Most companies want to improve customer experience, lower costs and increase revenues. But only a few are actually successful at achieving these goals. It is not that they are not forward-looking. They have many improvements initiatives in different areas of the business. But the cumulative effect of these initiatives is still not sufficient to move the dial on overall performance.
A large amount of money is spent on Information Technology each year. Organisations regularly attempt to improve IT efficiency and get a better return on the money spent. According to a January 2014 article by PWC, businesses still are unsure if they are getting the most from their IT investments. CEOs and business leaders ask, “What are we getting from our IT investment?” and “are we spending the right amount to get the outcomes?” CFOs ask, “How do we know whether we are getting the value we expected?” The CIOs struggle with answering the questions, “How do I better explain to the business what it takes to run IT?” and “how do I get the business to understand how it affects the IT budget?”. The marketplace is becoming more dynamic and competitive and product life-cycles are becoming shorter. Organisations are seeking to become more agile. Making changes to the interconnected legacy systems is complex and takes too long. When the business asks for rapid change, IT cannot deliver. Hence, IT appears to be of lower value. Continue reading “Ensuring IT Value for Money”
Fostering strong engagement with business partners continues to be a challenge for many IT leaders. For periods of time, such as when, a major project is underway or when a strategy is being developed, relationships with business partners can improve, but in matter of months it drops again. CIOs know that effective business relationships are key to their success. What can be done to sustain business engagement in an ongoing way? What techniques do successful CIOs use? Continue reading “Three Tips for a Stronger Business Engagement”
Most CIOs would claim to have an IT strategy, but what makes some IT strategies ‘good’ and others ‘bad’? Recently there was a discussion on LinkedIn on this topic. Here are some noteworthy comments from that discussion about what makes a good IT strategy.
‘A great IT strategy that sits on the shelf is useless, and a bad IT strategy that gets executed can be even more harmful.’ Continue reading “What Makes an IT Strategy Good or Bad?”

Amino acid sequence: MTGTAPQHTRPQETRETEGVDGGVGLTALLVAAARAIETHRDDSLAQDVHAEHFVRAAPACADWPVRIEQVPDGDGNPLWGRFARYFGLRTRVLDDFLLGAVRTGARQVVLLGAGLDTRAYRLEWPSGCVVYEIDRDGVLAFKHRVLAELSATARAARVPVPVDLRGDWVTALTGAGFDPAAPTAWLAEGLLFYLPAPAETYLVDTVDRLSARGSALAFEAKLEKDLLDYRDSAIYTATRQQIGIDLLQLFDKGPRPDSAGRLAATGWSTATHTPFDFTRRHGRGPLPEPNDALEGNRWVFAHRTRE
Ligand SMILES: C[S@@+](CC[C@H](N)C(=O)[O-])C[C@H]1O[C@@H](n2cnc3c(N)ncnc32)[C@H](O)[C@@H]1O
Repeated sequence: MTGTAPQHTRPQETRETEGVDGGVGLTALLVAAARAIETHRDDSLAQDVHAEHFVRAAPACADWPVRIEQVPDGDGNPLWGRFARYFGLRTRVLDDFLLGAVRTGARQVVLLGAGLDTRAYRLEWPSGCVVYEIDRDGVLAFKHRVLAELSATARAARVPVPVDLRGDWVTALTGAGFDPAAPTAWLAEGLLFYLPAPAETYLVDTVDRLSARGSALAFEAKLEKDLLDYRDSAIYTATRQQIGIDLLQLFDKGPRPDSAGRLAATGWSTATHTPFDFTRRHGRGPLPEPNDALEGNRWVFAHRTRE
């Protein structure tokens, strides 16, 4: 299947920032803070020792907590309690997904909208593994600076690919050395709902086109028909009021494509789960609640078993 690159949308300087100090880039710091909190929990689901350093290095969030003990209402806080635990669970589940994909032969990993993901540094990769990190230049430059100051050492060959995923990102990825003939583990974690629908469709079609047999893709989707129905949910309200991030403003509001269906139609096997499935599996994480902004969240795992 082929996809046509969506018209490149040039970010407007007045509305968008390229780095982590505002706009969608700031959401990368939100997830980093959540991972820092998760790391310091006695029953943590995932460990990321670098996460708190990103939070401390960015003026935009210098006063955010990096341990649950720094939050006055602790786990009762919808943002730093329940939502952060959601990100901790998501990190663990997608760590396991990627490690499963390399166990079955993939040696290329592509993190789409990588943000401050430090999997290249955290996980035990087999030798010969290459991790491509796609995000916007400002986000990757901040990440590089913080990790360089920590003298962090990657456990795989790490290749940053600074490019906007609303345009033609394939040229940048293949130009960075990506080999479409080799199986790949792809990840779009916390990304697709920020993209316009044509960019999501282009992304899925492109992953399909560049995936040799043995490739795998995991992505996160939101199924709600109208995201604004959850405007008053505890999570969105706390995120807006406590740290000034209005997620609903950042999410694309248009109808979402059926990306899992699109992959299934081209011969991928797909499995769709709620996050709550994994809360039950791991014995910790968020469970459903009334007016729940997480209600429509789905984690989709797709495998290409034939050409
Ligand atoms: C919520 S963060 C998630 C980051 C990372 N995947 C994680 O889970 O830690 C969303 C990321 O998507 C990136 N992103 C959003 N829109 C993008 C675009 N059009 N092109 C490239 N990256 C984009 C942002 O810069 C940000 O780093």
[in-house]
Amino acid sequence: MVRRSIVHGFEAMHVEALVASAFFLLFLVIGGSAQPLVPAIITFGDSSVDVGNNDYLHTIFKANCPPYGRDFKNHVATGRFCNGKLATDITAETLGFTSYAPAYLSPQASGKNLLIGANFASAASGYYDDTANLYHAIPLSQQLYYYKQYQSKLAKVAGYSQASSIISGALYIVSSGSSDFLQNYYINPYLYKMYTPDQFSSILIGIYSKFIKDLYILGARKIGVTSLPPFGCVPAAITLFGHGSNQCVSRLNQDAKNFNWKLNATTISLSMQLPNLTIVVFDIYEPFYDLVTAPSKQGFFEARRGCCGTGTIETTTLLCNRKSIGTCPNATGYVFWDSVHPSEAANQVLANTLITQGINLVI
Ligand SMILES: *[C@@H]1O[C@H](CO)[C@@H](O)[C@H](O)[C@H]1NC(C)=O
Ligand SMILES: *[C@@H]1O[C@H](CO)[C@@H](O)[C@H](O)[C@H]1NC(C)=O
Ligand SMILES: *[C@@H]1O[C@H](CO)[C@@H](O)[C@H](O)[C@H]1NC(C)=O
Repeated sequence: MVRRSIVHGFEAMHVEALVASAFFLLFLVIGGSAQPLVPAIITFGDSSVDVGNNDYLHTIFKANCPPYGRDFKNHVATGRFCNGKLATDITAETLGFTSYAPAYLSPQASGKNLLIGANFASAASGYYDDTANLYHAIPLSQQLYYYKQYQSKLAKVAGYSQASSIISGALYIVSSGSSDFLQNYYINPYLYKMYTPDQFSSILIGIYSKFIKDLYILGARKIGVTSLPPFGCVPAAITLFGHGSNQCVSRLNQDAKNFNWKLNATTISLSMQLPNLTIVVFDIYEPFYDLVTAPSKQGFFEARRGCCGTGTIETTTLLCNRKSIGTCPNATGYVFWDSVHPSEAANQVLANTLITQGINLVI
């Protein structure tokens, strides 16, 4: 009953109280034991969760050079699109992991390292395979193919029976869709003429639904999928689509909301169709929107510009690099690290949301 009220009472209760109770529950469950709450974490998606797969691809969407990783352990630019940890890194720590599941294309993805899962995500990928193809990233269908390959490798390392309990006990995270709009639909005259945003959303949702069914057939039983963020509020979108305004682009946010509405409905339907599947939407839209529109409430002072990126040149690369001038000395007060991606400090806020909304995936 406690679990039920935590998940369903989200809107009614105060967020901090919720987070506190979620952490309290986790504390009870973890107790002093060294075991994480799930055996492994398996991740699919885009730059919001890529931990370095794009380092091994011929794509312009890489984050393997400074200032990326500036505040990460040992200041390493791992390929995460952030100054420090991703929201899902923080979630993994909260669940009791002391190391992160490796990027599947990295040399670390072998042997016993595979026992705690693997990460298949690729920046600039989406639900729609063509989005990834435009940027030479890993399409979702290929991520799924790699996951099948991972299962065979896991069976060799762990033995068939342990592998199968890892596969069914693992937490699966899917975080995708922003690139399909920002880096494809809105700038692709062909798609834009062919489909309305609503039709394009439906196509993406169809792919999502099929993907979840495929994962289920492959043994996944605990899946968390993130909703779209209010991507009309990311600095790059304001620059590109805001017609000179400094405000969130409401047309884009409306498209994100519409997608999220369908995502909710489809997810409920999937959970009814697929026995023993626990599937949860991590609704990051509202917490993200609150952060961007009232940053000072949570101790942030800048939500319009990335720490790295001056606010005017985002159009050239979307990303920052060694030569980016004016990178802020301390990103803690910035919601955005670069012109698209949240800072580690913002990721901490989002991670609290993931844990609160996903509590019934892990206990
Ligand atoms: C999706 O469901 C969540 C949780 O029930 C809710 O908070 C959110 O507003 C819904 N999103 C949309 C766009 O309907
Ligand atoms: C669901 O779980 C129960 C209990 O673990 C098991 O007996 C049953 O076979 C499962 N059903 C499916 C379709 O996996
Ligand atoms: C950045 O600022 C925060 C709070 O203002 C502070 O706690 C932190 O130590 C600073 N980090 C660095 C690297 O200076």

Some commonly heard complaints about IT are ‘we are spending too much on IT’, or ‘IT is a black-hole’. While IT aspires to become a strategic business partner, business folks complain about the lack of trust between IT and business or the lack of a common language between the two. Business does not know if IT is doing a good job and many IT leaders cannot communicate how they are creating value for the business.
A book by Hunter and Westerman, “Real Business of IT” provides a four step process for finding and communicating IT value. I thought I would share their key ideas. Continue reading “Finding and demonstrating IT value”
The 2009 Standish research shows that only 32% of IT projects are successful. Which means that the new capability is successfully “installed”. But the sad reality is that in a large number of cases this new capability is not used the way it was intended. Thus only a fraction of the desired benefits (or value) are realised. So when the CEO says, “show me the money” or the value the CIO is often caught short.
There are many reasons for this failure. There may be a lack of understanding about the true intent for the change. Competing agendas and conflicting priorities may dilute the focus. Then there is resistance from the people affected to adapt new behaviours and processes. A key reason is that organisations tend to put all the rigour and energy in the project “installation” and almost none for the benefits realisation post-installation.
Instead of the “installation” focus, the modern CIO needs to adopt a “realisation” or value mindset. With a realisation focus, CIOs ensure that project success is judged by the value created. This article suggests steps CIOs can take to instil a benefits management focus and show the “money”.
Organisations are good at figuring out what must be done to address their business challenges and capture the opportunities. IT organisations are getting better at delivering technology capabilities to address these challenges. A lot of energy and capital is invested in developing these technology solutions. The plans appear sound. Why is it then that the outcomes fall significantly short of the original ambitions? In today’s markets, CIOs and other leaders cannot afford to spend large amounts of money and risk their reputation just deploying projects, when the success now depends on their ability to manage the change and actually getting the returns on investment (ROI).
Figure 1 – Realisation mindset
Getting a sustainable ROI requires carefully managing benefits realisation as well as managing the human aspects of the change. The benefits management process provides the framework for blended investment programs that integrate technological change, organisational change and business process design within a common context.
The purpose of the benefits management plan is to identify and organise all activities such that the promised benefits are achieved. It consists of benefits identification, benefits planning, monitoring, realisation and review. A realisation mindset guides the entire project/ program execution. Surveys show that organisations without well-defined benefits planning processes are significantly worse at getting project ROI.
All major changes require shifts in the way people (staff, suppliers, competitors and customers) think, manage and act. These changes will not just happen by themselves. They must be planned and carefully managed. The bigger the change, the larger is the impact and the disruption and resistance to the change. If people don’t “buy-in”, the change is likely to fail. In technology enabled changes there is a tendency to focus on the technology side of the project and under-estimate the human change dimension.